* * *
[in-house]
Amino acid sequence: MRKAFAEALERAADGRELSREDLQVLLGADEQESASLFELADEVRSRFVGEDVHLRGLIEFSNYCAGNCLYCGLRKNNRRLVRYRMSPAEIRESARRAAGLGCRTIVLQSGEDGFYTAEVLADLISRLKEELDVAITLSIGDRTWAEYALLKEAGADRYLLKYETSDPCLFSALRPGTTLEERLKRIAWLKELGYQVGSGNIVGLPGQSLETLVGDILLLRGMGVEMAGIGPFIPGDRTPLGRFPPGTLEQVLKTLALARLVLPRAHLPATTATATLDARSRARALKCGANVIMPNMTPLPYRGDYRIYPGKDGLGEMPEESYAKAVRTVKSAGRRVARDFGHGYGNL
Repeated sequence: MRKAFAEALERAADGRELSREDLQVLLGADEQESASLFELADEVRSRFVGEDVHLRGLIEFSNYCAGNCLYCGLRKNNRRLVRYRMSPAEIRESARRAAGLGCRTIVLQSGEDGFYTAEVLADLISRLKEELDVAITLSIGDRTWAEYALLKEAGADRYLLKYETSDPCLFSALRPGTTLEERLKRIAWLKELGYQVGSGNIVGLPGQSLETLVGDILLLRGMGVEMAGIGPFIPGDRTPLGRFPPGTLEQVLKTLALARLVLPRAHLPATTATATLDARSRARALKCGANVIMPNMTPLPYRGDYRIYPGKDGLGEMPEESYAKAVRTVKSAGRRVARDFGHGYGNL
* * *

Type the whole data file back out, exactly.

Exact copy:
[in-house]
Amino acid sequence: MRKAFAEALERAADGRELSREDLQVLLGADEQESASLFELADEVRSRFVGEDVHLRGLIEFSNYCAGNCLYCGLRKNNRRLVRYRMSPAEIRESARRAAGLGCRTIVLQSGEDGFYTAEVLADLISRLKEELDVAITLSIGDRTWAEYALLKEAGADRYLLKYETSDPCLFSALRPGTTLEERLKRIAWLKELGYQVGSGNIVGLPGQSLETLVGDILLLRGMGVEMAGIGPFIPGDRTPLGRFPPGTLEQVLKTLALARLVLPRAHLPATTATATLDARSRARALKCGANVIMPNMTPLPYRGDYRIYPGKDGLGEMPEESYAKAVRTVKSAGRRVARDFGHGYGNL
Repeated sequence: MRKAFAEALERAADGRELSREDLQVLLGADEQESASLFELADEVRSRFVGEDVHLRGLIEFSNYCAGNCLYCGLRKNNRRLVRYRMSPAEIRESARRAAGLGCRTIVLQSGEDGFYTAEVLADLISRLKEELDVAITLSIGDRTWAEYALLKEAGADRYLLKYETSDPCLFSALRPGTTLEERLKRIAWLKELGYQVGSGNIVGLPGQSLETLVGDILLLRGMGVEMAGIGPFIPGDRTPLGRFPPGTLEQVLKTLALARLVLPRAHLPATTATATLDARSRARALKCGANVIMPNMTPLPYRGDYRIYPGKDGLGEMPEESYAKAVRTVKSAGRRVARDFGHGYGNL